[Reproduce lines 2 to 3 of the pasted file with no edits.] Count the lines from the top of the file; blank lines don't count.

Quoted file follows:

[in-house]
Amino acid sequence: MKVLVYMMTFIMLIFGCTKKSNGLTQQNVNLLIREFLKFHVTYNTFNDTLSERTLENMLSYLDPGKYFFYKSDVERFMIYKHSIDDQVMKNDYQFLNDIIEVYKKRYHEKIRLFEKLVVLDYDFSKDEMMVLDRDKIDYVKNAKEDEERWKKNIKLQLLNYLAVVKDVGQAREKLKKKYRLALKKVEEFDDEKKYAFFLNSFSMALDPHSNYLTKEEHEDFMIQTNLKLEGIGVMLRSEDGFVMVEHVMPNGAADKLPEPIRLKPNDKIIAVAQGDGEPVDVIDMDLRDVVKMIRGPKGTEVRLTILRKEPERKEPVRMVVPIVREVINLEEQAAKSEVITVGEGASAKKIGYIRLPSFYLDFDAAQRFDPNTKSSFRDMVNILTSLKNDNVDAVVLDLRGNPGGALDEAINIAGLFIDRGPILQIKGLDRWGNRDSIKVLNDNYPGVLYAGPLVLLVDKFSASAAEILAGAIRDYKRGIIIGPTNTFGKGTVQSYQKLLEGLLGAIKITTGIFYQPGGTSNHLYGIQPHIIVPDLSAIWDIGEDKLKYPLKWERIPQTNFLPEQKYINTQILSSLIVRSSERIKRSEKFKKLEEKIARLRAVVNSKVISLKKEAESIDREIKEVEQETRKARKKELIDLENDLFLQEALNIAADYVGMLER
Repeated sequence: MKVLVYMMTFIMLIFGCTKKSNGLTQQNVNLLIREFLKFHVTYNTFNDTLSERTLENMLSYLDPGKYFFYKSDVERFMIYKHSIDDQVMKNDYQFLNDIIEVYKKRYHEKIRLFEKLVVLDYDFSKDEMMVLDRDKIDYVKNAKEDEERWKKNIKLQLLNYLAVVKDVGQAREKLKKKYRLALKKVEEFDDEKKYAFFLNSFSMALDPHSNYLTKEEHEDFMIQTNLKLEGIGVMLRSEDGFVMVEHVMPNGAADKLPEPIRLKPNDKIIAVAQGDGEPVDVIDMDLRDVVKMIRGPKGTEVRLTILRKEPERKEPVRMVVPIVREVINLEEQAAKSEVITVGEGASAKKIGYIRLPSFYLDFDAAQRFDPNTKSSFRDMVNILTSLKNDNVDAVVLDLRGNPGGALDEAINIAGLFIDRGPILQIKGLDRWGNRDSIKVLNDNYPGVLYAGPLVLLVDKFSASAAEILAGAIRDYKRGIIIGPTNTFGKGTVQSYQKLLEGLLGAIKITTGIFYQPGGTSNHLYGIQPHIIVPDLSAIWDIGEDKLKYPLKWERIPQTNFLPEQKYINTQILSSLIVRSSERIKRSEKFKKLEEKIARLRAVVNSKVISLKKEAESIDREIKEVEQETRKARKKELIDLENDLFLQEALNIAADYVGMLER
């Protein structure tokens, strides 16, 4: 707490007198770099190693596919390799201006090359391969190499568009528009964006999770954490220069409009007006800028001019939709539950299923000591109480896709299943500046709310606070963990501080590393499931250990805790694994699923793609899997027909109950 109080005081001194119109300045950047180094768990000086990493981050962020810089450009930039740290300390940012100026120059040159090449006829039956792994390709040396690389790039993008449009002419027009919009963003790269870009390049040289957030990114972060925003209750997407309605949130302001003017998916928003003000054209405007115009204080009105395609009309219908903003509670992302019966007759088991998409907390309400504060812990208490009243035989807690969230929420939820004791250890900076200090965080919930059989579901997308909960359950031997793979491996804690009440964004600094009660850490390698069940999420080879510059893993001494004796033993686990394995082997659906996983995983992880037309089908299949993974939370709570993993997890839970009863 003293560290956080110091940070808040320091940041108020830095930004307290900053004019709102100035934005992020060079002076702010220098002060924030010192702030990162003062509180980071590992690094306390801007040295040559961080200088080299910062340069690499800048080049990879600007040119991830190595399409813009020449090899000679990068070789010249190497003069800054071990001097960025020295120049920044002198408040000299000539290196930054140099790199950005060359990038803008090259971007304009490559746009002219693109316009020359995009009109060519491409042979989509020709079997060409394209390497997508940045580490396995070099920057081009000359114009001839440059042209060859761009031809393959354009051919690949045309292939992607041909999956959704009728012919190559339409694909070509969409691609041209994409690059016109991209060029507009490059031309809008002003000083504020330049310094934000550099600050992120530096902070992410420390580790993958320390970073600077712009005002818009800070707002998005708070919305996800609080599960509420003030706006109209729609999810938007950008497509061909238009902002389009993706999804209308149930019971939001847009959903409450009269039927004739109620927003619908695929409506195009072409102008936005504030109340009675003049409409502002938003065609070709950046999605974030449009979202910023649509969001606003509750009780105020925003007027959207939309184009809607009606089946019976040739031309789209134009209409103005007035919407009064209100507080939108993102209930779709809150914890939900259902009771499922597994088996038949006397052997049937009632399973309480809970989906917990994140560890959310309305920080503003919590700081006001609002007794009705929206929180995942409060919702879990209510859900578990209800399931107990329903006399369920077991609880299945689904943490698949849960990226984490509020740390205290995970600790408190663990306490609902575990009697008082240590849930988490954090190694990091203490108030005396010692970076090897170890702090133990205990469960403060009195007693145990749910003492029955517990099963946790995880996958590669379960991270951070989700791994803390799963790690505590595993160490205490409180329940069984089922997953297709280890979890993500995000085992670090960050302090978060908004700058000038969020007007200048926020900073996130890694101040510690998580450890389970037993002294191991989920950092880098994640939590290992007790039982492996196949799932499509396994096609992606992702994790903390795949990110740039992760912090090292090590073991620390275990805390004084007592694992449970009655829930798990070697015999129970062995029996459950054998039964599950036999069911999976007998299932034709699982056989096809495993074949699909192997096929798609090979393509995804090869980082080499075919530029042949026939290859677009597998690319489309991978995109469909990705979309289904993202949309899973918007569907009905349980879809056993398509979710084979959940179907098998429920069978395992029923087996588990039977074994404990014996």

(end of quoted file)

Amino acid sequence: MKVLVYMMTFIMLIFGCTKKSNGLTQQNVNLLIREFLKFHVTYNTFNDTLSERTLENMLSYLDPGKYFFYKSDVERFMIYKHSIDDQVMKNDYQFLNDIIEVYKKRYHEKIRLFEKLVVLDYDFSKDEMMVLDRDKIDYVKNAKEDEERWKKNIKLQLLNYLAVVKDVGQAREKLKKKYRLALKKVEEFDDEKKYAFFLNSFSMALDPHSNYLTKEEHEDFMIQTNLKLEGIGVMLRSEDGFVMVEHVMPNGAADKLPEPIRLKPNDKIIAVAQGDGEPVDVIDMDLRDVVKMIRGPKGTEVRLTILRKEPERKEPVRMVVPIVREVINLEEQAAKSEVITVGEGASAKKIGYIRLPSFYLDFDAAQRFDPNTKSSFRDMVNILTSLKNDNVDAVVLDLRGNPGGALDEAINIAGLFIDRGPILQIKGLDRWGNRDSIKVLNDNYPGVLYAGPLVLLVDKFSASAAEILAGAIRDYKRGIIIGPTNTFGKGTVQSYQKLLEGLLGAIKITTGIFYQPGGTSNHLYGIQPHIIVPDLSAIWDIGEDKLKYPLKWERIPQTNFLPEQKYINTQILSSLIVRSSERIKRSEKFKKLEEKIARLRAVVNSKVISLKKEAESIDREIKEVEQETRKARKKELIDLENDLFLQEALNIAADYVGMLER
Repeated sequence: MKVLVYMMTFIMLIFGCTKKSNGLTQQNVNLLIREFLKFHVTYNTFNDTLSERTLENMLSYLDPGKYFFYKSDVERFMIYKHSIDDQVMKNDYQFLNDIIEVYKKRYHEKIRLFEKLVVLDYDFSKDEMMVLDRDKIDYVKNAKEDEERWKKNIKLQLLNYLAVVKDVGQAREKLKKKYRLALKKVEEFDDEKKYAFFLNSFSMALDPHSNYLTKEEHEDFMIQTNLKLEGIGVMLRSEDGFVMVEHVMPNGAADKLPEPIRLKPNDKIIAVAQGDGEPVDVIDMDLRDVVKMIRGPKGTEVRLTILRKEPERKEPVRMVVPIVREVINLEEQAAKSEVITVGEGASAKKIGYIRLPSFYLDFDAAQRFDPNTKSSFRDMVNILTSLKNDNVDAVVLDLRGNPGGALDEAINIAGLFIDRGPILQIKGLDRWGNRDSIKVLNDNYPGVLYAGPLVLLVDKFSASAAEILAGAIRDYKRGIIIGPTNTFGKGTVQSYQKLLEGLLGAIKITTGIFYQPGGTSNHLYGIQPHIIVPDLSAIWDIGEDKLKYPLKWERIPQTNFLPEQKYINTQILSSLIVRSSERIKRSEKFKKLEEKIARLRAVVNSKVISLKKEAESIDREIKEVEQETRKARKKELIDLENDLFLQEALNIAADYVGMLER